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Our world would be a much happier place if we all planted spring flowering bulbs this autumn.
And more of us would do it if planting them were a lot of fun. However, if your timing is off,
you have to brave the cold winds, dig many little holes, add the right amount of fertilizer, and
plant the bulbs at the proper depth. Moreover, unlike flowering annuals, you have to wait months
to reap the colorful, flower rewards. While its hard work, the rewards are really great. Erruptions
of color bursting forth from dreary ground warm the heart and provide the strewgnth to plant on a
bone-chilling spring day.
Plant away - Go out and do your part for your friends, neighbors and your yard, plant some
spring flowering bulbs. There is no need to plant a million of them ó a few daffodils and
tulips will do for a start. But if you get an inspiration while bulb shopping, and I guarantee
you will, donít be afraid to try something new.
Camassia, also called Indian hyacinth, a North American native, produces tall spikes of
1-inch violet flowers above handsome straplike foliage in May. Two years ago, a friend of
mine planted them in the ground cover in a part-shade area of her city garden, and they gave
her an outstanding repeat performance again this past spring.
Tulips, especially the fancy varieties, donít rebloom the following season, so many gardeners
treat them as annuals. Their large, richly colored blooms make them the stars of the show in
the spring garden, so I plant them where the annuals grace the garden in summer and when
their time has passed, the spent bulbs go in the compost pile.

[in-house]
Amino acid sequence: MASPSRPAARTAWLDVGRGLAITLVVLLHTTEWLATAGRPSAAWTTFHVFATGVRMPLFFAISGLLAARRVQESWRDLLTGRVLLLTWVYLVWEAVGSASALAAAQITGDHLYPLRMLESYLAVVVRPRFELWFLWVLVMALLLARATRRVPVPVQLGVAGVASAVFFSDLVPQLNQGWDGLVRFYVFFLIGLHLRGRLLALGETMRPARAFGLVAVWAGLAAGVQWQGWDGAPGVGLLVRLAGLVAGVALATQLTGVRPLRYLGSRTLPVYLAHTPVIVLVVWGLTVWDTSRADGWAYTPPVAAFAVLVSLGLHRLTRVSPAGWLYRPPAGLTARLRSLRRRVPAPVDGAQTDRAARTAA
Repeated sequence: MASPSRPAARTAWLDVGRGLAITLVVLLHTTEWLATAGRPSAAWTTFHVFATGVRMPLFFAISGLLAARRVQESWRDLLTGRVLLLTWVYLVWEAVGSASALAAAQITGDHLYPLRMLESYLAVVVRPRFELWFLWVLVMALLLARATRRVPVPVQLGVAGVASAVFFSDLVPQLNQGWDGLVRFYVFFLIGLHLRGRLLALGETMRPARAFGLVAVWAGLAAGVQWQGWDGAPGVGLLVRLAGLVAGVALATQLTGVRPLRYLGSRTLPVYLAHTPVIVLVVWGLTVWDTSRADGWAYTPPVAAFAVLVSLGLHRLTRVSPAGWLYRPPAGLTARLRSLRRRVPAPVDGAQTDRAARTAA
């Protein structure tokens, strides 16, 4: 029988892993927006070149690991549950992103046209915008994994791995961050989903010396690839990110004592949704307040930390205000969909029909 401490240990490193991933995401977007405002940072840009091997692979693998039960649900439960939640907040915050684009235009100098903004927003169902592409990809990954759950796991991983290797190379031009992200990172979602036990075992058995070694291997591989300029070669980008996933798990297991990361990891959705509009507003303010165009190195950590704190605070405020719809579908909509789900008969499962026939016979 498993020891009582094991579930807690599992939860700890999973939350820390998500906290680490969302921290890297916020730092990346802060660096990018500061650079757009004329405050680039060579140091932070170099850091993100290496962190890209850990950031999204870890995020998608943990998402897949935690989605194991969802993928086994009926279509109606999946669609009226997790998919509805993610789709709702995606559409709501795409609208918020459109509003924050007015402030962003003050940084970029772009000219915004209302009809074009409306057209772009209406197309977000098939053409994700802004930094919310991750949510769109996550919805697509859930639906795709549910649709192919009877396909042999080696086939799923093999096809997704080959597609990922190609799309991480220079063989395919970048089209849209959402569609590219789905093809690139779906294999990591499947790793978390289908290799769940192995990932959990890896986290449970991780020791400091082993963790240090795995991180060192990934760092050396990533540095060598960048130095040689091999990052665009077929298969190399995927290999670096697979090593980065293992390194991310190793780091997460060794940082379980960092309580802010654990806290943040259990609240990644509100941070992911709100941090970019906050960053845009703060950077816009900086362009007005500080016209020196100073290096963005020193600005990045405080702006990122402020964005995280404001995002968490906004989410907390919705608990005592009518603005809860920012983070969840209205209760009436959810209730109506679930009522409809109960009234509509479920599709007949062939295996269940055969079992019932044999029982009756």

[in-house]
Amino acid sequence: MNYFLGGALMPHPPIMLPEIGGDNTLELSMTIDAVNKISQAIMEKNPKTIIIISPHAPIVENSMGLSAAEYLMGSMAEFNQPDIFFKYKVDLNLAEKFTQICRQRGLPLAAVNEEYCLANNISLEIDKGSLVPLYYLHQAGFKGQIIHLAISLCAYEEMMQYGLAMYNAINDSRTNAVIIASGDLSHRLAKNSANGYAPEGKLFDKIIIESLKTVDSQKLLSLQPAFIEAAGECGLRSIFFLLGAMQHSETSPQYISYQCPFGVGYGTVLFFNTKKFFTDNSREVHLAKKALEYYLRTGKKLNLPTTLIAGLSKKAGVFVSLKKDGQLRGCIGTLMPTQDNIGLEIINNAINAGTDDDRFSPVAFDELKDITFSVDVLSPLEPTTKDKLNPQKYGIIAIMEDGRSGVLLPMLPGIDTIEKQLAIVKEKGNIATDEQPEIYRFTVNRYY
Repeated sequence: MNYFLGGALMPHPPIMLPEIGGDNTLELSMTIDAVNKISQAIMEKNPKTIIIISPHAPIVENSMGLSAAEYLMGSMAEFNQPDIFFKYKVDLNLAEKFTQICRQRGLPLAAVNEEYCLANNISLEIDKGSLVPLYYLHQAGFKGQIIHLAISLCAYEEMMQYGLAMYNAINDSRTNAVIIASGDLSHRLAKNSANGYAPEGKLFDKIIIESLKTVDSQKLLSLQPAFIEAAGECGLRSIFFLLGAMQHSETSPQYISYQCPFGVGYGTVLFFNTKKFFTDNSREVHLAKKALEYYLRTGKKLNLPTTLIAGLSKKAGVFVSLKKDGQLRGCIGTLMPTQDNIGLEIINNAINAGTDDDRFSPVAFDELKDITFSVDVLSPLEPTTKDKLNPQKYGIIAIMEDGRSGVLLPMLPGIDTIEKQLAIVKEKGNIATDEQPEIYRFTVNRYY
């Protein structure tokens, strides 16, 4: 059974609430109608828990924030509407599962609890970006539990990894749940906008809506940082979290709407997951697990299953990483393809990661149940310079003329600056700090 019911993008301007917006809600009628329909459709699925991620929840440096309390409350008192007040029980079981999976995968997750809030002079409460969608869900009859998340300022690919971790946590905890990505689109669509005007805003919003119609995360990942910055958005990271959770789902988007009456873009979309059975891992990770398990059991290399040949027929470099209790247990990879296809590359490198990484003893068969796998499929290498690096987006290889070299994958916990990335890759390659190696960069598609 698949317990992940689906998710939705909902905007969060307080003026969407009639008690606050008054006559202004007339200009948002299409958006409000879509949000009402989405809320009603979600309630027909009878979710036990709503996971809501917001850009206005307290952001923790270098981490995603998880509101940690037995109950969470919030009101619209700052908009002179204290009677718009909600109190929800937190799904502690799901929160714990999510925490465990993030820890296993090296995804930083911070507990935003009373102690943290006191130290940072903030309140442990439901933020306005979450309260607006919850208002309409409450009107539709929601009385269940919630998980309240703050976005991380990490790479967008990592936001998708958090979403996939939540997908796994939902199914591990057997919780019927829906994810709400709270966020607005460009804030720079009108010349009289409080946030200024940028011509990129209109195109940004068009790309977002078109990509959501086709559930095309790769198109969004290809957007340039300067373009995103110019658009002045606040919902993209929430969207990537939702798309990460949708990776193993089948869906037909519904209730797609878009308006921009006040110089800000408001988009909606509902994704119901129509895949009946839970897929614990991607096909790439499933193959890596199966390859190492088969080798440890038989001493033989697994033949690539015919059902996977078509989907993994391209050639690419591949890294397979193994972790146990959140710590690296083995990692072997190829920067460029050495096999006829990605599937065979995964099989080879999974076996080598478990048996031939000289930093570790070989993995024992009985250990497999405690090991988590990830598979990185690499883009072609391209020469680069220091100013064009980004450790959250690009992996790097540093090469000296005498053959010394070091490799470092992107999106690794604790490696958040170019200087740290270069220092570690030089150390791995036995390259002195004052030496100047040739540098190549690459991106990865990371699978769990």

ďIf you have sandy soil and a sunny spot thatís very dry in summer, thatís the place to
perennialize tulips,Ē says heirloom bulb guru Scott Kunst of Old House Gardens.ďChoose
antique tulips, they were bred to perennialize, and they thrive on neglect.Ē Spring bulbs
are best planted in bunches so they look like bouquets when in bloom. Plant in a circle or
a square and plunk a bulb or two in the middle. Tulips planted in straight rows look like
little soldiers standing at attention. To extend the season of bloom, I plant both early and
Here are tips to make planting easier:
- For years, we were told to add bone meal or bulb fertilizer to the hole
when planting. But today that protocol is subject to debate. Many
renowed gardeners say that there is no need to add fertilizer to each
planting hole. Bulbs contain all the nutrients they need to grow and
bloom the first year, so they donít need to be fertilized when planted.
Also, critters above and below the ground are attracted to bone meal,
so make your life easier and pass on this step.
- However, adding organic material at planting time is good for the soil
and thatís good for the bulbs, so is mulching with shredded leaves after
planting. Fertilize perennial bulbs in fall by broadcasting a slow release
fertilizer on the soil surface.
- Getting bulbs planted at the proper depth makes a lot of gardeners nuts,
especially folks who are compelled to do everything by the books. Experts
tell us bulbs should be planted at a depth of 2 to 3 times the height of
- Renowned Dutch garden designer Jacqueline van der Kloet, consultant for
Tulip World, recommends deep planting. Many other gardeners follow this
school of thought. For a quick measuring guide, use a stick marked at three
times the height of the bulbs as a depth gauge. That way, if your hole depth
is off a bit, it wonít matter and you can rest easy at night knowing you did
the right thing. Use your pointer finger as a quick measuring guide. From
the tip to the first knuckle it measures 2 inches, and from the tip to the
second knuckle it measures 4 inches.
- Worried you didnít plant them deep enough? Just pile on an inch or more
of leaf mulch and soil and create a raised bed. For creative ideas and help
coordinating colors, designing bulb gardens and selecting the best bulbs for
your planting site, check out the posting board at Roger's Gardens.